At Presidio we often see a debate develop around semantics in this growing field of sustainability. Sometimes it is our worst enemy, as titles become co-opted, or re-created and stigmas are born. But in the end, the debate itself is usually indicative of a larger question that is central to the content of our work. These moments should be seen as opportunities for organizations to look hard at their own definitions and thereby focus more acutely on their task at hand.
This issue recently surfaced for me at my current Fink-Sponsored Internship with Mission Investors Exchange. In the field of Sustainable Investing, many have heard the term “Impact Investing” in the financial sector, while others in the non-profit or philanthropic arena are more prone to use “Mission Investing.” For the financial folks, even if they serve in such capacity at a Foundation, the word Impact maintains the aggressive nature that embodies the intention behind their investing. For those on the programmatic side at a foundation, funding is not thought of this way. Instead, money is used to “support,” “foster,” or “incubate.” Impact could imply two forces driving at one another rather than working together. For them, Mission Investing is an appropriate term because it conveys an alignment of values toward a mutual good.
The two terms could remain distinct if only the growing movement toward increased impact/mission investing at Foundations didn’t require collaboration for success. The challenges many foundations encounter arise from the silos that have been built for generations around philanthropy and finance. Replace that with left and right, good and evil, or whichever two opposing fields of choice. But there is a rising consensus among leaders in business, government, philanthropy, and communities that there is tremendous advantage to collaborating across industries for a common cause.
So How Does This Relate To Community Foundations?
This came up as I was conducting an interview for one of the projects I am tasked with: helping to put together a resource called Community Foundation Field Guide to Impact Investing: Reflections from the Field and Resources for Getting Started. Its purpose is to help Community Foundations navigate this new and promising area of investing in order to put more of their “dollars to work”. And since impact investing is a shift from traditional funding, there needs to be a corresponding shift both in thinking and in the literal infrastructure of an organization. It is a process rather than a box to check. Financial decision-making must open up to include the needs of the community. And program directors must get comfortable using financial terms to frame relationships. The Field Guide will make its debut at the 2013 Fall Conference for Community Foundations sponsored by the Council on Foundations.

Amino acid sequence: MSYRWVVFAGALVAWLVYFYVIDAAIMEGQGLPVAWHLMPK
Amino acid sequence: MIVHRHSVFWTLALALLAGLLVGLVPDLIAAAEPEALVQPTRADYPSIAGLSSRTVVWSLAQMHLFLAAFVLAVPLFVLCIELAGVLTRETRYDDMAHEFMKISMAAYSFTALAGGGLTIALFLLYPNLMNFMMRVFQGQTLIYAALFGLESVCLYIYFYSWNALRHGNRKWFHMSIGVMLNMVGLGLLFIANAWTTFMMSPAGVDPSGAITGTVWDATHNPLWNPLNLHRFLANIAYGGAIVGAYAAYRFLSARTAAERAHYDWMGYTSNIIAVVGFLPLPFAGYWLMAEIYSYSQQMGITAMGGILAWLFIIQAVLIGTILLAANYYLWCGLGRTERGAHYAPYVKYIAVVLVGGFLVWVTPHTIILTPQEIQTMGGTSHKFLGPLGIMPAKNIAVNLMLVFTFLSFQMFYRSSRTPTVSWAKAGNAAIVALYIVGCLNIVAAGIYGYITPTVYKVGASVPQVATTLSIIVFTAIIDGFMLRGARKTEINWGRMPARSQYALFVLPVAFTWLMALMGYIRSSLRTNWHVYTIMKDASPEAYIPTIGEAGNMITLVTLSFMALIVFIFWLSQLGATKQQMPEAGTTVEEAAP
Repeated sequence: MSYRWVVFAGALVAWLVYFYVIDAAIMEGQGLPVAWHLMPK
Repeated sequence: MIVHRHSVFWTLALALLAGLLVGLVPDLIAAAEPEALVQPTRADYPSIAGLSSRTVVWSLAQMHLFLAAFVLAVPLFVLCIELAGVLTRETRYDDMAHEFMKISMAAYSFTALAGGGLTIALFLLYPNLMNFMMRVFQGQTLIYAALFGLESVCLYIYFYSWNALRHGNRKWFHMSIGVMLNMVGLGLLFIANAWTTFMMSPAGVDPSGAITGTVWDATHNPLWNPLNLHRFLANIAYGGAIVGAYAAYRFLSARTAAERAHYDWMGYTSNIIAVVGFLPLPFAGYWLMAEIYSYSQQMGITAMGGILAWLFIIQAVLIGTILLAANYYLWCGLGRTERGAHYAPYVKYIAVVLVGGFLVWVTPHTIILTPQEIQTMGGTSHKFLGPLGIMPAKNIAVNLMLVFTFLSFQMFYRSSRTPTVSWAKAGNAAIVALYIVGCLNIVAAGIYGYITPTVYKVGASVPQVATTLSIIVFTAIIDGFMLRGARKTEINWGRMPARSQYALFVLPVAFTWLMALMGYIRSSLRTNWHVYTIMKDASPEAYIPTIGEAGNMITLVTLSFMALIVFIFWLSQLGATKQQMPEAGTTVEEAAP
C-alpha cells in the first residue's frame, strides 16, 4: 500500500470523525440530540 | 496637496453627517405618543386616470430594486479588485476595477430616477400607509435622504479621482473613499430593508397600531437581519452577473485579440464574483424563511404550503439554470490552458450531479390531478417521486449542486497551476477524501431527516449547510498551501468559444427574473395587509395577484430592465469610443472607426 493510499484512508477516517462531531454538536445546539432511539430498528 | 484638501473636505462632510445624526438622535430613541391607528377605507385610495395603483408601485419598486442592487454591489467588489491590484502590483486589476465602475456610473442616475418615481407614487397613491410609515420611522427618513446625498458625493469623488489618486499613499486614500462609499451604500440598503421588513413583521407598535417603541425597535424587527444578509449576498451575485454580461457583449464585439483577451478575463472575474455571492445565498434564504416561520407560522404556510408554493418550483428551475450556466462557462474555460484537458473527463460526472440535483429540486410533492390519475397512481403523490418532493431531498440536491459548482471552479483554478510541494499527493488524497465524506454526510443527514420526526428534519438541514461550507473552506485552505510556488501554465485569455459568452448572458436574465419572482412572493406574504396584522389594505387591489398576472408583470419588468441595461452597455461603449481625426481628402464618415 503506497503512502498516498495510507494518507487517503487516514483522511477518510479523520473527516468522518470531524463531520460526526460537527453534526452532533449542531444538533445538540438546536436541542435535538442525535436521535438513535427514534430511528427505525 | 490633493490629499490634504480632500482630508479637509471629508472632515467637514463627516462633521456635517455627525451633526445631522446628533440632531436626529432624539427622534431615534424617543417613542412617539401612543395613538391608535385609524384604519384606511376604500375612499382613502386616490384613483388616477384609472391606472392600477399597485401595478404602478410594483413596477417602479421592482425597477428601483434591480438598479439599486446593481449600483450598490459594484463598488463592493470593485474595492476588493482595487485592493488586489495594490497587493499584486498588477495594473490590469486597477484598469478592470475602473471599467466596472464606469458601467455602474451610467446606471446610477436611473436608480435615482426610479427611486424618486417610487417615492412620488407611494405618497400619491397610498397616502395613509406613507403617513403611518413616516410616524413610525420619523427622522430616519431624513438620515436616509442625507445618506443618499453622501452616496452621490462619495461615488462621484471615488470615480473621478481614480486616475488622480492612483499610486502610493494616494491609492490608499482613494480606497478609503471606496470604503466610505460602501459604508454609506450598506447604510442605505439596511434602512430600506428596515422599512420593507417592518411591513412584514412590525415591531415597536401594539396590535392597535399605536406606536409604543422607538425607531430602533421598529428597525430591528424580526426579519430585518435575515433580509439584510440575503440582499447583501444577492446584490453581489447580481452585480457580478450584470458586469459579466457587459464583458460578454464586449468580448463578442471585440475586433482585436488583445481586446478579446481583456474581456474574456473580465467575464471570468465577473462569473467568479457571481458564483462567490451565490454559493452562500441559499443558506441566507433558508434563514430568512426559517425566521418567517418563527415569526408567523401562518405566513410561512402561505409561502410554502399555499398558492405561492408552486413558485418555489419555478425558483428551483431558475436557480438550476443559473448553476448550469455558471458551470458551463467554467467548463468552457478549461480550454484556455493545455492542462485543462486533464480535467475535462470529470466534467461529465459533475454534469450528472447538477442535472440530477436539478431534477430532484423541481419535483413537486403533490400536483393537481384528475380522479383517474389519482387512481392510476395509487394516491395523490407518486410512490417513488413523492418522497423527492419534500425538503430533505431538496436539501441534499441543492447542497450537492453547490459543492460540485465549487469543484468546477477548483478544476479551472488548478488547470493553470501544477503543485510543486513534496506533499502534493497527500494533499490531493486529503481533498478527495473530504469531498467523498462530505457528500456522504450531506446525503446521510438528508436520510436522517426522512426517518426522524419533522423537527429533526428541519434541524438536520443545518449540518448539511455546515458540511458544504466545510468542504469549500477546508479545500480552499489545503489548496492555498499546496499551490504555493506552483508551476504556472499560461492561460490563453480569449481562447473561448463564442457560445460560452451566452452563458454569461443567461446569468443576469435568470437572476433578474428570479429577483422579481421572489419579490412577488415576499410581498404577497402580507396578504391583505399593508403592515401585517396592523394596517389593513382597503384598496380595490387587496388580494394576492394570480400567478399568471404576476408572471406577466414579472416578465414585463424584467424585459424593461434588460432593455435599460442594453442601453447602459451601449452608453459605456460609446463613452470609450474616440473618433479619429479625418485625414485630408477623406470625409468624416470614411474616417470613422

If successful impact investing is achieved, Community Foundations can further their positive impact on communities by filling in where other organizations (banks, governments, businesses, schools) have fallen short. Loans to “high risk” projects at affordable rates, cash deposits in local credit unions, bridge loans or guarantees for seed funding of social enterprises, equity in neighborhood waste recycling, are all ways foundations can fund projects that stimulate the economy without sacrificing any of the grants on which other programs depend. It really is a question of whether foundations can rise to the challenge by proactively choosing innovative financial structures to fund the projects that will shape our future. This is the mindset of the most successful investees, the social and environmental entrepreneurs whose projects are waiting to change the world. The cross-pollination of ideas and influence that occurs both internally and externally at Foundations is what will push us forward. As Community Foundations are structured to be a center point of their community they are best suited in this role as convener.
My Experience as an MIE Intern
This discussion should demonstrate the degree of depth and breadth this internship has offered me. Mission Investors Exchange, in the end, is a networking and resource point for all Foundations interested in mission investing. In being so I am learning first-hand the array of financial and business models, scenarios, and ways to structure deals and leverage relationships that innovate the process and vehicles to fund what our communities need to grow and develop. Furthermore, I am lucky to have been matched with Melanie Audette, a supportive and generous supervisor who has allowed me to shape the direction and content of my work with them.
Apart from working on a team to develop the visual image and feel for the Field Guide, I also reached out to contributors and practitioners on their experience with the different areas of impact investing. What was it like to work with an intermediary? How were you able to work out terms with the investee that were appropriate and feasible from all perspectives? How are you measuring the impact of your investment? How does the Board of Directors feel about this new approach? What are the biggest challenges you face as an advocate of increased mission investing at your Foundation? The list goes on, but it should be clear that I cannot imagine a better learning opportunity than to engage practitioners on this level and understand what their work is really like. In association with the Field Guide, we are putting together a database of case examples that represent the spectrum of mission investing opportunities, including all asset classes, investment amounts, and issue areas.